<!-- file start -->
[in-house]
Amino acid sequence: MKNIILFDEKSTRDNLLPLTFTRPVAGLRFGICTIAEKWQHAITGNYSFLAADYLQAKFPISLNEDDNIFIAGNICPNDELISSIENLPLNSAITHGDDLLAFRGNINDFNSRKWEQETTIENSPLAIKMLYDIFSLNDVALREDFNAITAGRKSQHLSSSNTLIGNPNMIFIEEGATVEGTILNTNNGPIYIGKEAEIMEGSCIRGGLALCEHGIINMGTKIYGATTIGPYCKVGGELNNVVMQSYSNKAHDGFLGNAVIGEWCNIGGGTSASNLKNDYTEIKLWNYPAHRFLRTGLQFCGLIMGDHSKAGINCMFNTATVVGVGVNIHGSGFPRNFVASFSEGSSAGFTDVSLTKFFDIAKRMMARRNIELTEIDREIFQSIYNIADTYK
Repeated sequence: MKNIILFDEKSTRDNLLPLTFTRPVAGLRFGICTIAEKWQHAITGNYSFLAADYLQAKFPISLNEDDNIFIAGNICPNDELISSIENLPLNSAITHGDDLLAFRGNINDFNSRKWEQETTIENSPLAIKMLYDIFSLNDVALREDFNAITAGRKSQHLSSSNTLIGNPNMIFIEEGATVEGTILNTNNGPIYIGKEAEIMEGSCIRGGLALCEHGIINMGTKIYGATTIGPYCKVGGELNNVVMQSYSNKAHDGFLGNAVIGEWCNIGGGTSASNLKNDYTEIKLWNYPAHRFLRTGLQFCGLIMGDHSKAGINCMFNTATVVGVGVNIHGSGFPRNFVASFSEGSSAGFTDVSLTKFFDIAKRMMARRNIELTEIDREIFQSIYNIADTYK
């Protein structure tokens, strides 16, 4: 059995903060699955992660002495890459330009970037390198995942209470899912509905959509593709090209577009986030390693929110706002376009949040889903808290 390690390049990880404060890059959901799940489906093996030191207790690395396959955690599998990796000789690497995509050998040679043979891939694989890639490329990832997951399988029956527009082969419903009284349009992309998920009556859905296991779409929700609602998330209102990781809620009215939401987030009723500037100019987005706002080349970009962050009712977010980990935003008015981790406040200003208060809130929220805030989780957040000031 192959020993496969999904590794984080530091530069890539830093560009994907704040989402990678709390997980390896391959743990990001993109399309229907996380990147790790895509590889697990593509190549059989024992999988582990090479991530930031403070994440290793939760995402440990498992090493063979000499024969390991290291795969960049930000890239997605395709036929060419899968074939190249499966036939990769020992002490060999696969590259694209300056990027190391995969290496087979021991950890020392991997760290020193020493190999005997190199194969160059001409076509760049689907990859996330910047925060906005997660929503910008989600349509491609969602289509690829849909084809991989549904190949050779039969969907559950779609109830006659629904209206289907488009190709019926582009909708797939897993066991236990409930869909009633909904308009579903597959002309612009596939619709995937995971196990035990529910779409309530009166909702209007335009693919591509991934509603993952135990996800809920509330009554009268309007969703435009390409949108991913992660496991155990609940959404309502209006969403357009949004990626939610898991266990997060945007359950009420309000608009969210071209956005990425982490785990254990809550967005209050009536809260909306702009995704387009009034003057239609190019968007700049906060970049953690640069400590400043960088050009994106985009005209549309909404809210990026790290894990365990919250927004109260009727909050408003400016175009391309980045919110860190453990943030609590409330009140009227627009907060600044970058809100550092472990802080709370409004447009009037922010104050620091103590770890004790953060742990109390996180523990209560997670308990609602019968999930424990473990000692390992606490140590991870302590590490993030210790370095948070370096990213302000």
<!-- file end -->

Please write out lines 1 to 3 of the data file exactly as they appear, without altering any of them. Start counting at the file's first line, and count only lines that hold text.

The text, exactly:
[in-house]
Amino acid sequence: MKNIILFDEKSTRDNLLPLTFTRPVAGLRFGICTIAEKWQHAITGNYSFLAADYLQAKFPISLNEDDNIFIAGNICPNDELISSIENLPLNSAITHGDDLLAFRGNINDFNSRKWEQETTIENSPLAIKMLYDIFSLNDVALREDFNAITAGRKSQHLSSSNTLIGNPNMIFIEEGATVEGTILNTNNGPIYIGKEAEIMEGSCIRGGLALCEHGIINMGTKIYGATTIGPYCKVGGELNNVVMQSYSNKAHDGFLGNAVIGEWCNIGGGTSASNLKNDYTEIKLWNYPAHRFLRTGLQFCGLIMGDHSKAGINCMFNTATVVGVGVNIHGSGFPRNFVASFSEGSSAGFTDVSLTKFFDIAKRMMARRNIELTEIDREIFQSIYNIADTYK
Repeated sequence: MKNIILFDEKSTRDNLLPLTFTRPVAGLRFGICTIAEKWQHAITGNYSFLAADYLQAKFPISLNEDDNIFIAGNICPNDELISSIENLPLNSAITHGDDLLAFRGNINDFNSRKWEQETTIENSPLAIKMLYDIFSLNDVALREDFNAITAGRKSQHLSSSNTLIGNPNMIFIEEGATVEGTILNTNNGPIYIGKEAEIMEGSCIRGGLALCEHGIINMGTKIYGATTIGPYCKVGGELNNVVMQSYSNKAHDGFLGNAVIGEWCNIGGGTSASNLKNDYTEIKLWNYPAHRFLRTGLQFCGLIMGDHSKAGINCMFNTATVVGVGVNIHGSGFPRNFVASFSEGSSAGFTDVSLTKFFDIAKRMMARRNIELTEIDREIFQSIYNIADTYK